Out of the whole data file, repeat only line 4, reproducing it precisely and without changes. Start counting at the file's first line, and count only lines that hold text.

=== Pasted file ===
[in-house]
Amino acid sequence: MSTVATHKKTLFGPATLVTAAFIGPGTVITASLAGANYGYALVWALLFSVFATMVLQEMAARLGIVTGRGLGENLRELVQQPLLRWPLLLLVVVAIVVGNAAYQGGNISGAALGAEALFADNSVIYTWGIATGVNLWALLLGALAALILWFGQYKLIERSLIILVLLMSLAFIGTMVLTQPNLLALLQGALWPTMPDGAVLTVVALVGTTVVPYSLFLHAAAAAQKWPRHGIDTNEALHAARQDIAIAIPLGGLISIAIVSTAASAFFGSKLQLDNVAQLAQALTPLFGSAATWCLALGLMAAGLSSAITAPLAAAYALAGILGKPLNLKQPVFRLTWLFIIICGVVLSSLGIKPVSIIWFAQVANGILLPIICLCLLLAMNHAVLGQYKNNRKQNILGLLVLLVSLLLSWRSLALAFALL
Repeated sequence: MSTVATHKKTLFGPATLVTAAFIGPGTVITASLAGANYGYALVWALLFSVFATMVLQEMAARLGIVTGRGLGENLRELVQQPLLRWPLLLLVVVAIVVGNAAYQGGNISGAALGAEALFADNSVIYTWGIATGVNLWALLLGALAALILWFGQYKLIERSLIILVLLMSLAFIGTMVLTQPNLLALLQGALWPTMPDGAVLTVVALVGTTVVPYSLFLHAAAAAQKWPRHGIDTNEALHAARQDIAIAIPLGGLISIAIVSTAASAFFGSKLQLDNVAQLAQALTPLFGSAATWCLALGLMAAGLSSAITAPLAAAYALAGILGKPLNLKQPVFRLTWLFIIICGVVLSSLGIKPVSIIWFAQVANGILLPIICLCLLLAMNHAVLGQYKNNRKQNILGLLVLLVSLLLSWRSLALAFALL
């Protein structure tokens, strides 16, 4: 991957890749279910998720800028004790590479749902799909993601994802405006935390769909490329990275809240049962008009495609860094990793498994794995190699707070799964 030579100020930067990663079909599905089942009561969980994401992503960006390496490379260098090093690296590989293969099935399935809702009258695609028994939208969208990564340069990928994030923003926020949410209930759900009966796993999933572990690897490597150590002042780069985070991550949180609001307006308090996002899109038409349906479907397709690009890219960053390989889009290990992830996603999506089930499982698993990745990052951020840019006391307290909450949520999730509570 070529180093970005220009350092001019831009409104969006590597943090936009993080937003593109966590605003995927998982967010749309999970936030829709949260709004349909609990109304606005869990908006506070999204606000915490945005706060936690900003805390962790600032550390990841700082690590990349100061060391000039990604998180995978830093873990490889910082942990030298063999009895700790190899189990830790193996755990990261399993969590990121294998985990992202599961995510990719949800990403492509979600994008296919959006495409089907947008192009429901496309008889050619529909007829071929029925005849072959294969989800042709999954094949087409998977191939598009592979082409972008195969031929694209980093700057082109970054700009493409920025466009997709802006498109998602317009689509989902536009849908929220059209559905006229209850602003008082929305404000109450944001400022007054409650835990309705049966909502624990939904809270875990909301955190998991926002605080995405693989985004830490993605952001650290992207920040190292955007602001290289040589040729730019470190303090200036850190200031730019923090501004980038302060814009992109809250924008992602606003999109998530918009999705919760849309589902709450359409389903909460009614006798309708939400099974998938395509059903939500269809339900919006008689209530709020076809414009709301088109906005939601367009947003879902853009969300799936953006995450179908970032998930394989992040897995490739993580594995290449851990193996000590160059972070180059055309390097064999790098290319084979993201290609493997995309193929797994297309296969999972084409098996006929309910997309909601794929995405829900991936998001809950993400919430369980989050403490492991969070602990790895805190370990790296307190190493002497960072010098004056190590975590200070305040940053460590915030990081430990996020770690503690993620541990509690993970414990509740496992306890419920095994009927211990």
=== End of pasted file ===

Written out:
């Protein structure tokens, strides 16, 4: 991957890749279910998720800028004790590479749902799909993601994802405006935390769909490329990275809240049962008009495609860094990793498994794995190699707070799964 030579100020930067990663079909599905089942009561969980994401992503960006390496490379260098090093690296590989293969099935399935809702009258695609028994939208969208990564340069990928994030923003926020949410209930759900009966796993999933572990690897490597150590002042780069985070991550949180609001307006308090996002899109038409349906479907397709690009890219960053390989889009290990992830996603999506089930499982698993990745990052951020840019006391307290909450949520999730509570 070529180093970005220009350092001019831009409104969006590597943090936009993080937003593109966590605003995927998982967010749309999970936030829709949260709004349909609990109304606005869990908006506070999204606000915490945005706060936690900003805390962790600032550390990841700082690590990349100061060391000039990604998180995978830093873990490889910082942990030298063999009895700790190899189990830790193996755990990261399993969590990121294998985990992202599961995510990719949800990403492509979600994008296919959006495409089907947008192009429901496309008889050619529909007829071929029925005849072959294969989800042709999954094949087409998977191939598009592979082409972008195969031929694209980093700057082109970054700009493409920025466009997709802006498109998602317009689509989902536009849908929220059209559905006229209850602003008082929305404000109450944001400022007054409650835990309705049966909502624990939904809270875990909301955190998991926002605080995405693989985004830490993605952001650290992207920040190292955007602001290289040589040729730019470190303090200036850190200031730019923090501004980038302060814009992109809250924008992602606003999109998530918009999705919760849309589902709450359409389903909460009614006798309708939400099974998938395509059903939500269809339900919006008689209530709020076809414009709301088109906005939601367009947003879902853009969300799936953006995450179908970032998930394989992040897995490739993580594995290449851990193996000590160059972070180059055309390097064999790098290319084979993201290609493997995309193929797994297309296969999972084409098996006929309910997309909601794929995405829900991936998001809950993400919430369980989050403490492991969070602990790895805190370990790296307190190493002497960072010098004056190590975590200070305040940053460590915030990081430990996020770690503690993620541990509690993970414990509740496992306890419920095994009927211990």